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Conclusion: Oracle will continue to excel in the Application, Middleware and Database markets, but it also intends to radically transform and simplify IT infrastructure. Oracle’s strategy is to eliminate complexity, create significantly greater business value and reduce infrastructure costs using an Integrated Systems approach. The objective is to enable customers to focus on applications, instead of infrastructure, in the hope they consume more Oracle software.

IT executives should keep abreast of Oracle’s infrastructure innovations, as well as the competitors’, and be prepared to rethink their existing infrastructure approach if an Integrated System can create a significant new opportunity for the business.

Conclusion: The discipline of Enterprise Architecture has evolved from the need to articulate and maintain a big picture overview of how an organisation works, covering organisational structure, processes, and systems. Whilst Enterprise Architecture can assist in implementing industry best practices, several-fold improvements in productivity and quality are only possible if the organisation makes a conscious effort to attract and retain top-level subject matter experts, and if it commits to a so-called Domain Engineering / Software Product Line approach to the strategic analysis of market needs and the design of products and services.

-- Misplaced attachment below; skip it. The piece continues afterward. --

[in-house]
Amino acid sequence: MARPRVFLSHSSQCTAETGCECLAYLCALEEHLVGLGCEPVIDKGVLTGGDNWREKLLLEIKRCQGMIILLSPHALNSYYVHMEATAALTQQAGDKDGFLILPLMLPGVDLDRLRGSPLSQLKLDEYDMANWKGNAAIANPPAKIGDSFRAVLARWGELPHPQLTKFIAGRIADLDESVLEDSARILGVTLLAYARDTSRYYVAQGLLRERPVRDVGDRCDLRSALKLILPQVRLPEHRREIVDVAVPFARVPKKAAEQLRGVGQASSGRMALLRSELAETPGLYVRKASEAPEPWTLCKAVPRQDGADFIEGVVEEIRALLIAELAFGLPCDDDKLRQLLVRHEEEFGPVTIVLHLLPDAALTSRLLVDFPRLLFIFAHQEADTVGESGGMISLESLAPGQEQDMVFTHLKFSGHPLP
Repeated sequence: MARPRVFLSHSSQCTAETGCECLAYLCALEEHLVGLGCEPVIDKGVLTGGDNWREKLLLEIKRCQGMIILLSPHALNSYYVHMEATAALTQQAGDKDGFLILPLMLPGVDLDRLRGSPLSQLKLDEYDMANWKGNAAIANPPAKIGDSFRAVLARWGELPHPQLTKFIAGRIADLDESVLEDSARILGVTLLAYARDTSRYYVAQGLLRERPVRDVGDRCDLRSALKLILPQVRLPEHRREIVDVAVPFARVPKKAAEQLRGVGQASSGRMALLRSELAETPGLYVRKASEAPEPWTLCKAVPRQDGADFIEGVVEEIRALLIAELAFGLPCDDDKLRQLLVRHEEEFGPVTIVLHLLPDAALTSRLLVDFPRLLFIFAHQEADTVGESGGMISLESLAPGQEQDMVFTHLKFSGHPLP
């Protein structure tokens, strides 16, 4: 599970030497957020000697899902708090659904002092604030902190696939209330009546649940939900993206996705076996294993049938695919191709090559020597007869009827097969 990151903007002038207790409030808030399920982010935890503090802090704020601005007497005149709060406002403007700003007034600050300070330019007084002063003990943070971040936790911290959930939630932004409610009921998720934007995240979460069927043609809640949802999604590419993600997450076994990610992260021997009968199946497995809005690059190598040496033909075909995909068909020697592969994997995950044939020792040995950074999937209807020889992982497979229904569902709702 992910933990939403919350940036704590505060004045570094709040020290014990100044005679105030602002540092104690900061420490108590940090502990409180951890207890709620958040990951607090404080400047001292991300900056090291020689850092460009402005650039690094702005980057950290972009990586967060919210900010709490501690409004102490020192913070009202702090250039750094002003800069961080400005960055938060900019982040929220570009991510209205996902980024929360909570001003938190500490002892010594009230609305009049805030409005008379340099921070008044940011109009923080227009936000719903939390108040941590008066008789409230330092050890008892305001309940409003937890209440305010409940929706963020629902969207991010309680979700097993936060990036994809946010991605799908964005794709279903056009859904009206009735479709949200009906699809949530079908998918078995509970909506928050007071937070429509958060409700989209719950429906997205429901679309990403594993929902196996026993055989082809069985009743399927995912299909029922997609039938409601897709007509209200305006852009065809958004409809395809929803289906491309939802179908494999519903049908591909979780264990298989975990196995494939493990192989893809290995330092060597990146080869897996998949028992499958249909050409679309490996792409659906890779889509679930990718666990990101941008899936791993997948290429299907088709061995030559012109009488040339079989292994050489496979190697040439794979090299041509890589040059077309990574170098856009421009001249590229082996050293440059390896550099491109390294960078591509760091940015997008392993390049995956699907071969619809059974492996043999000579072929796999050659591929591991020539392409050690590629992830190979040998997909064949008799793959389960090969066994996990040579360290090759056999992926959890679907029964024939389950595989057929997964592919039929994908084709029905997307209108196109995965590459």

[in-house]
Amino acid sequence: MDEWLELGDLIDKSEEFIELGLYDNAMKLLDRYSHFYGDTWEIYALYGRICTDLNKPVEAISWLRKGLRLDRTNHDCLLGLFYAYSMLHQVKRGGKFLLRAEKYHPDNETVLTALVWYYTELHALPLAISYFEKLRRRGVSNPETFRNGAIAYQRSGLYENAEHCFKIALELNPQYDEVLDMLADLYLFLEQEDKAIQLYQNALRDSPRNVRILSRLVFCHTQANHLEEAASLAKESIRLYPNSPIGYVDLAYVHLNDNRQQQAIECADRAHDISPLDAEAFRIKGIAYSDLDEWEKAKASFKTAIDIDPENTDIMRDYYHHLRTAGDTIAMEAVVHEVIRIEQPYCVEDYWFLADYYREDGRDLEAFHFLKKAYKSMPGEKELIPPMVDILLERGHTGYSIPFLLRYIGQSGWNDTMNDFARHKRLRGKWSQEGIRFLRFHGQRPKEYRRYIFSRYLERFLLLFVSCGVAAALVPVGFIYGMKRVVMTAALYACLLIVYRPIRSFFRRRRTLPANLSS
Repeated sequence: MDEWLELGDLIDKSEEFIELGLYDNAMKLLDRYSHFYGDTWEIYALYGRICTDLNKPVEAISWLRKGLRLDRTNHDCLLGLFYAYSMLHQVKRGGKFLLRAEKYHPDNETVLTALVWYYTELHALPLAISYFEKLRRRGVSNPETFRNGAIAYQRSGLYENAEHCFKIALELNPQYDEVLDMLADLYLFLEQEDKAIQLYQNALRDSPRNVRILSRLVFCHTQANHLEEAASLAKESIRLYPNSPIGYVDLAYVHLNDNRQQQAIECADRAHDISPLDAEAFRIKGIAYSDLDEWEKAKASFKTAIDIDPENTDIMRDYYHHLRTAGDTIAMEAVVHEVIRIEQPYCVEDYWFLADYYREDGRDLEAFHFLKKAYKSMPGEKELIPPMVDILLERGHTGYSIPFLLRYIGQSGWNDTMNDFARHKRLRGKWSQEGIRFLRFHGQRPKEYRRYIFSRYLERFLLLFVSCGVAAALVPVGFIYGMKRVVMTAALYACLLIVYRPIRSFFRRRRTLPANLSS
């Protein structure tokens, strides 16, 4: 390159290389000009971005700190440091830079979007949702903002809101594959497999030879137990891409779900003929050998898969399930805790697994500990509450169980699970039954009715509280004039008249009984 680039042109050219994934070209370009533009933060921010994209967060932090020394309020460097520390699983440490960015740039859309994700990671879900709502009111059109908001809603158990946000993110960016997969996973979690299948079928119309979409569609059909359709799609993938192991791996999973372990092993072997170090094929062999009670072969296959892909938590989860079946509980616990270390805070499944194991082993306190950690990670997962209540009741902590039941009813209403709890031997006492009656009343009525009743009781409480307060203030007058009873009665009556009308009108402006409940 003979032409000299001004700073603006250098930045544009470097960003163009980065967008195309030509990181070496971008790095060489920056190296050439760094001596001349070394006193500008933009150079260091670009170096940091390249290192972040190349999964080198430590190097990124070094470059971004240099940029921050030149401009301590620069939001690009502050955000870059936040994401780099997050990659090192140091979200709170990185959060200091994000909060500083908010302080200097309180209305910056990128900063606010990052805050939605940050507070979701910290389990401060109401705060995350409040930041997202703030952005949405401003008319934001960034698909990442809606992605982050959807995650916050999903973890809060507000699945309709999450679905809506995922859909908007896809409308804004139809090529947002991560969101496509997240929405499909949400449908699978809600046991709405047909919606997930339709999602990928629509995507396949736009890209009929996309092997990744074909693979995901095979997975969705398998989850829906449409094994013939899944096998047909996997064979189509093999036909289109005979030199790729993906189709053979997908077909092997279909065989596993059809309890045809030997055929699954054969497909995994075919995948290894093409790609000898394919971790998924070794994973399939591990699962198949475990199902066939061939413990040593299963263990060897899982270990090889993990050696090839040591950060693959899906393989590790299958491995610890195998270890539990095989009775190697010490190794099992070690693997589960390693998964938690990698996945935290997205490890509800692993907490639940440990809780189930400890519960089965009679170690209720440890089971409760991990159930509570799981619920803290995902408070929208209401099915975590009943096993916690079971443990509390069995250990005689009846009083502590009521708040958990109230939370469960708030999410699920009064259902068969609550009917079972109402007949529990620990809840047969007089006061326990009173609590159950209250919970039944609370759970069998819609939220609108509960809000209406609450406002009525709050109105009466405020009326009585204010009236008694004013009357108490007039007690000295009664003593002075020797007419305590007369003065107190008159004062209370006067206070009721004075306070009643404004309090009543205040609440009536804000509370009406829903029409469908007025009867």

Conclusion: Poor quality and incomplete requirements continue to be a leading cause of IT project failure. While the more widespread use of iterative project management techniques is minimising the impact of bad requirements, it is still not addressing the underlying cause. Accountability for improving the quality of requirements remains elusive. Enterprise architects must take a stronger role in the validation of requirements, and be prepared to intervene when necessary.

Observations: The saying goes that you cannot create a symphony by asking a hundred people to give you ten notes each. This is an apt description of the way requirements may be developed on large IT projects. The result is often a disjointed set of wishful ideas, concepts and assumptive solutions without any intrinsic integrated design or consistent rationale. Given this profoundly flawed starting point, it is not surprising that subsequent project implementation activities that rely on correct and consistent requirements will be inherently challenged.